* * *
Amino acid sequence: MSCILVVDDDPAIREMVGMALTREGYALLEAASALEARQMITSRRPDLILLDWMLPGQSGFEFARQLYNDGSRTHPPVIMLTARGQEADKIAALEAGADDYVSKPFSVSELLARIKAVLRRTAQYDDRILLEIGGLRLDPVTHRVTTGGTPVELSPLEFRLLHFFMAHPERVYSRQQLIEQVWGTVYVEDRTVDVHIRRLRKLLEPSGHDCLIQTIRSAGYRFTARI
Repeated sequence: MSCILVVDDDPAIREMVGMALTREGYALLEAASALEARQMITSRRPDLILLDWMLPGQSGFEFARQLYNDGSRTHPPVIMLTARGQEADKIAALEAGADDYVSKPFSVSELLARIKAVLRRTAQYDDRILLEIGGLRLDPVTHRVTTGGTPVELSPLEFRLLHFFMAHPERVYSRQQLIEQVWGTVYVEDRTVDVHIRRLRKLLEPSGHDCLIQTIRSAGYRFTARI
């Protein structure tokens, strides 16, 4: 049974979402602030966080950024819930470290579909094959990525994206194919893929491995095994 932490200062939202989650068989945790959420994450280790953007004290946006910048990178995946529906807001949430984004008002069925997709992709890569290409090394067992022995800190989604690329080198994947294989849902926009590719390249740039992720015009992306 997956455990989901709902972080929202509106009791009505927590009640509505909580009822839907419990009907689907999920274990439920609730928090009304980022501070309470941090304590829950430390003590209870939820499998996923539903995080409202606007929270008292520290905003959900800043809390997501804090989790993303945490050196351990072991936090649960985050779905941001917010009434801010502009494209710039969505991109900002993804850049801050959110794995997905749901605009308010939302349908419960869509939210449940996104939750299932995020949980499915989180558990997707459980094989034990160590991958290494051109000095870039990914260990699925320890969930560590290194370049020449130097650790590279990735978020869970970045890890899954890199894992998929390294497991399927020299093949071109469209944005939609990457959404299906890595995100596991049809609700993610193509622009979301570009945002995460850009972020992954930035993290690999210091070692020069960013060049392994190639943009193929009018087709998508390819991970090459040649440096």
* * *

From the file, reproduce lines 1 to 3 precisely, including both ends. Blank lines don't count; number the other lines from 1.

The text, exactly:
Amino acid sequence: MSCILVVDDDPAIREMVGMALTREGYALLEAASALEARQMITSRRPDLILLDWMLPGQSGFEFARQLYNDGSRTHPPVIMLTARGQEADKIAALEAGADDYVSKPFSVSELLARIKAVLRRTAQYDDRILLEIGGLRLDPVTHRVTTGGTPVELSPLEFRLLHFFMAHPERVYSRQQLIEQVWGTVYVEDRTVDVHIRRLRKLLEPSGHDCLIQTIRSAGYRFTARI
Repeated sequence: MSCILVVDDDPAIREMVGMALTREGYALLEAASALEARQMITSRRPDLILLDWMLPGQSGFEFARQLYNDGSRTHPPVIMLTARGQEADKIAALEAGADDYVSKPFSVSELLARIKAVLRRTAQYDDRILLEIGGLRLDPVTHRVTTGGTPVELSPLEFRLLHFFMAHPERVYSRQQLIEQVWGTVYVEDRTVDVHIRRLRKLLEPSGHDCLIQTIRSAGYRFTARI
């Protein structure tokens, strides 16, 4: 049974979402602030966080950024819930470290579909094959990525994206194919893929491995095994 932490200062939202989650068989945790959420994450280790953007004290946006910048990178995946529906807001949430984004008002069925997709992709890569290409090394067992022995800190989604690329080198994947294989849902926009590719390249740039992720015009992306 997956455990989901709902972080929202509106009791009505927590009640509505909580009822839907419990009907689907999920274990439920609730928090009304980022501070309470941090304590829950430390003590209870939820499998996923539903995080409202606007929270008292520290905003959900800043809390997501804090989790993303945490050196351990072991936090649960985050779905941001917010009434801010502009494209710039969505991109900002993804850049801050959110794995997905749901605009308010939302349908419960869509939210449940996104939750299932995020949980499915989180558990997707459980094989034990160590991958290494051109000095870039990914260990699925320890969930560590290194370049020449130097650790590279990735978020869970970045890890899954890199894992998929390294497991399927020299093949071109469209944005939609990457959404299906890595995100596991049809609700993610193509622009979301570009945002995460850009972020992954930035993290690999210091070692020069960013060049392994190639943009193929009018087709998508390819991970090459040649440096």